- Associated Press - Wednesday, April 30, 2014

FAYETTEVILLE, Tenn. (AP) - Gov. Bill Haslam said Wednesday that he is impressed by the resiliency of Lincoln County residents whose homes were damaged or destroyed by a tornado earlier this week.

Haslam surveyed the damage to homes and a school by helicopter and on foot, telling reporters afterward that he was struck by the “horrible destructive nature of this and the randomness” of the tornado.

“You’d see one house destroyed and another house 50 yards away, where not a shingle had been overturned,” he said.

Two people were killed in the storm that hit the largely rural area near the Alabama line Monday evening. Officials say at least 35 homes were destroyed.

Haslam said he visited the area to “express our sympathy to the families who lost two loved ones and all the other people who have seen their lives turned over end due to the destruction of the storm.”

Haslam said the state is estimating the damage to homes and businesses to apply for federal disaster relief.

Wanda Shelton, the county’s director of schools, told Haslam that despite extensive damage to South Lincoln Elementary School, the building can be saved. While that work proceeds over the summer, students will attend another nearby school in shifts.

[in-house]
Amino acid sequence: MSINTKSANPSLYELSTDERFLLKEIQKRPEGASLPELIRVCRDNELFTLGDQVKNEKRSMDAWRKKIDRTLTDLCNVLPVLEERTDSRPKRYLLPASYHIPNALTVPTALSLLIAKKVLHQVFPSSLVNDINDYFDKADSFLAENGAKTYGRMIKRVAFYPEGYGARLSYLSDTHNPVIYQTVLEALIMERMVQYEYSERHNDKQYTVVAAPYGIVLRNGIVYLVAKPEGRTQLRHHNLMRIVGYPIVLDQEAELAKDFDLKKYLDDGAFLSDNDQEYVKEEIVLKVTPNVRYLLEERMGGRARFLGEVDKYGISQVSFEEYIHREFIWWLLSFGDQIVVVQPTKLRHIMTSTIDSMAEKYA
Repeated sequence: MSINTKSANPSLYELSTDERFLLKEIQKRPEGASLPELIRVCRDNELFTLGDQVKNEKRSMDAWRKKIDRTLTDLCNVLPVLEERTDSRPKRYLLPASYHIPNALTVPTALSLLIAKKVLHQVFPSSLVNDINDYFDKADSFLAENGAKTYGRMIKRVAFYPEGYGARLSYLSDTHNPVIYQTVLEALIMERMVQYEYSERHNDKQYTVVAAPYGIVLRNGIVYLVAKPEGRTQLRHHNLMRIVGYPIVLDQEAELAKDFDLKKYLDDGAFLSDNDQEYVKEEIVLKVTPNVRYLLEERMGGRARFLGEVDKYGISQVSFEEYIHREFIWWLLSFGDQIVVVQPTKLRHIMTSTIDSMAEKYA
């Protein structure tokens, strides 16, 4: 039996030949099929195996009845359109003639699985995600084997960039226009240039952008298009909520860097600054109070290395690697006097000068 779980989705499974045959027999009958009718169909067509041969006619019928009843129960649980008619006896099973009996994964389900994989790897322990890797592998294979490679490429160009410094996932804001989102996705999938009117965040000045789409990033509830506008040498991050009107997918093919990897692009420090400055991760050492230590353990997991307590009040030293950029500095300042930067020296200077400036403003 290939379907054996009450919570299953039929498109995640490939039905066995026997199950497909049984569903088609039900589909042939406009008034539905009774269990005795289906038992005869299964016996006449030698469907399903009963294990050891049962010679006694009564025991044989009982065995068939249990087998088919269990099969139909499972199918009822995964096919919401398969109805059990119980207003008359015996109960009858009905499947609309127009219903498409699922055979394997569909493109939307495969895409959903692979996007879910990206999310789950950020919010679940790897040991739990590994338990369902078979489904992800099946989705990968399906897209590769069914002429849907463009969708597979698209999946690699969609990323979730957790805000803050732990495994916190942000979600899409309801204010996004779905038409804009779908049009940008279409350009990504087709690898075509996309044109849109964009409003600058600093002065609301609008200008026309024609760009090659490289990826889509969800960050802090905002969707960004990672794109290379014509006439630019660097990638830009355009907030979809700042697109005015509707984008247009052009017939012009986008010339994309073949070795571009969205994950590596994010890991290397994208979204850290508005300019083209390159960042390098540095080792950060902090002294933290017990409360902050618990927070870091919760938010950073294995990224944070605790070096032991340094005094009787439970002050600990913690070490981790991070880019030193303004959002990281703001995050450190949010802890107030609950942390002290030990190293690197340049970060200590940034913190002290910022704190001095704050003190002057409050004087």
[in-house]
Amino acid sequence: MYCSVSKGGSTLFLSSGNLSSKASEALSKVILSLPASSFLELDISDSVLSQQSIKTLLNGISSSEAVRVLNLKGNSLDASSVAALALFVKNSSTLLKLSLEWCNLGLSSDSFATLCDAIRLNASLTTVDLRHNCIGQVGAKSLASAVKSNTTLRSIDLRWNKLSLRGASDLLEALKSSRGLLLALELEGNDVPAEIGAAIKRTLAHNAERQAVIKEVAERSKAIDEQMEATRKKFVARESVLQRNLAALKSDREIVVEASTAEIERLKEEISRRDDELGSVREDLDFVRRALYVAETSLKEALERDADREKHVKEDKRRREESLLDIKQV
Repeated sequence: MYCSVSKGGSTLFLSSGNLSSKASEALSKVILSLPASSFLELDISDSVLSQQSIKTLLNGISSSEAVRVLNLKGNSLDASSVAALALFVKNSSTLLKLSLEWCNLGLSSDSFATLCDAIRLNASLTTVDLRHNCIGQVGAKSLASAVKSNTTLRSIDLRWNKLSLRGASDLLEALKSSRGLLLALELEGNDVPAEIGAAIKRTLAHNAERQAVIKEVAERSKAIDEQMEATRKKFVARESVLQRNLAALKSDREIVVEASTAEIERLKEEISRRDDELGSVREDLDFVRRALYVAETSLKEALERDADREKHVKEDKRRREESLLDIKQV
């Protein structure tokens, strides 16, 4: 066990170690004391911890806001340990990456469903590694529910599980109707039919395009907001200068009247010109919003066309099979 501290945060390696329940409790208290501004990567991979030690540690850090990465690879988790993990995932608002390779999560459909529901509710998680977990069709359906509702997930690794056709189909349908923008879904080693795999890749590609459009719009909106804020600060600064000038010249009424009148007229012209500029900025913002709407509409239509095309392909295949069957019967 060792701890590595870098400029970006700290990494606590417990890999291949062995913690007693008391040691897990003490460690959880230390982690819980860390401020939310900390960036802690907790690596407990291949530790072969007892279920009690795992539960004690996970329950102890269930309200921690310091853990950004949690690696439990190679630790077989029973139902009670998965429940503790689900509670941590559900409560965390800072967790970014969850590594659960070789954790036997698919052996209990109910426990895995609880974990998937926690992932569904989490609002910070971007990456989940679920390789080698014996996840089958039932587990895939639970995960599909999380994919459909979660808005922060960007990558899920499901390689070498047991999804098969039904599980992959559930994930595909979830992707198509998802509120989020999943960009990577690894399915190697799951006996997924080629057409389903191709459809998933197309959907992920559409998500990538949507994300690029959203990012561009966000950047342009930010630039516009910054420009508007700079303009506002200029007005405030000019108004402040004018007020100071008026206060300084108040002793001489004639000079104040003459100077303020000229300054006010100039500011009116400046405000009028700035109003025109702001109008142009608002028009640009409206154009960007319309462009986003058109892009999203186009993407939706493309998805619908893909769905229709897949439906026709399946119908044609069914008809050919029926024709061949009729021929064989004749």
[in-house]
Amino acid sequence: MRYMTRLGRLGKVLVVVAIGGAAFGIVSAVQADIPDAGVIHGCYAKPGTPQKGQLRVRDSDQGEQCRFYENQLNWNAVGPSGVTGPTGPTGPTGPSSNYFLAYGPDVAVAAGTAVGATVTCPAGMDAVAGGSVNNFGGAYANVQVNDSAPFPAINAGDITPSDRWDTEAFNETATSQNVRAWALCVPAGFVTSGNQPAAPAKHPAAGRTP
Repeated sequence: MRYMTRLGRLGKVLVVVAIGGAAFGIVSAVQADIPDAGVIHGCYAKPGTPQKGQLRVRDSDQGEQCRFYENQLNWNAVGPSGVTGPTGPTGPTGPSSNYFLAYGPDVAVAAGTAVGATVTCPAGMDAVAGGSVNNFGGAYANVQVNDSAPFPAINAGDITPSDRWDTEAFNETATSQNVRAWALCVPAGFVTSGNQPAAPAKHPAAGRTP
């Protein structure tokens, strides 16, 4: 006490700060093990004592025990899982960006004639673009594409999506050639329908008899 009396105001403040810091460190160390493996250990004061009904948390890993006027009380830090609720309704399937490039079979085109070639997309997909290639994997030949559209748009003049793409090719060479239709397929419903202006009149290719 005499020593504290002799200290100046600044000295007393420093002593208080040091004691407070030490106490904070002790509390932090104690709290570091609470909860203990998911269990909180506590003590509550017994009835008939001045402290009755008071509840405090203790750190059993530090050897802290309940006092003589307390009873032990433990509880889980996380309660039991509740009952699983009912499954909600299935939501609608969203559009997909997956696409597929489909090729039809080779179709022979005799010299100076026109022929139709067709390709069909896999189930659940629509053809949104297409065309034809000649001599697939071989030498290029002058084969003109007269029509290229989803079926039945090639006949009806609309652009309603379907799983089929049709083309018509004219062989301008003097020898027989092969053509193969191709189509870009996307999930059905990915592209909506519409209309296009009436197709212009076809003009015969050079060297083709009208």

“The sooner we get to some level of normalcy the better,” she said.

Across the street from the school, the governor visited a house with extensive damage where an RV had been tossed into a pool. Homeowner Randy Cowley told the governor there had been an outpouring of support from family, friends and volunteers.

“He said, ‘I’m doing great - we feel fortunate to be healthy and alive,’” Haslam said. “And everything else can be fixed.”

The National Weather Service has set a preliminary rating of EF-3 for the tornado, meaning the twister had winds of between 136 mph and 165 mph.

The couple who lost their lives were identified Tuesday as John and Karen Prince. They were killed when their mobile home was thrown several hundred yards from its foundation.

Rickey Shelton, who lives up the street from the Prince home, was in his house when his son called to warn him that severe weather was headed his way. Shelton said he huddled in an interior hallway with his wife as the tornado raged around him.

“I put my arm around her and said a prayer,” he said. “You don’t know how long it is. It feels like forever, and then it feels like it’s quick.”

The tornado tore off the roof and destroyed much of the rest of the house, but left the Sheltons unharmed.

Lincoln County Sheriff Murray Blackwelder told the governor that the damage could have been far worse.

“Luckily a lot of it was rural areas,” Blackwelder said. “The good Lord took care of us. It’s a miracle we didn’t have more fatalities and more injuries.”



Click to Read More

Click to Hide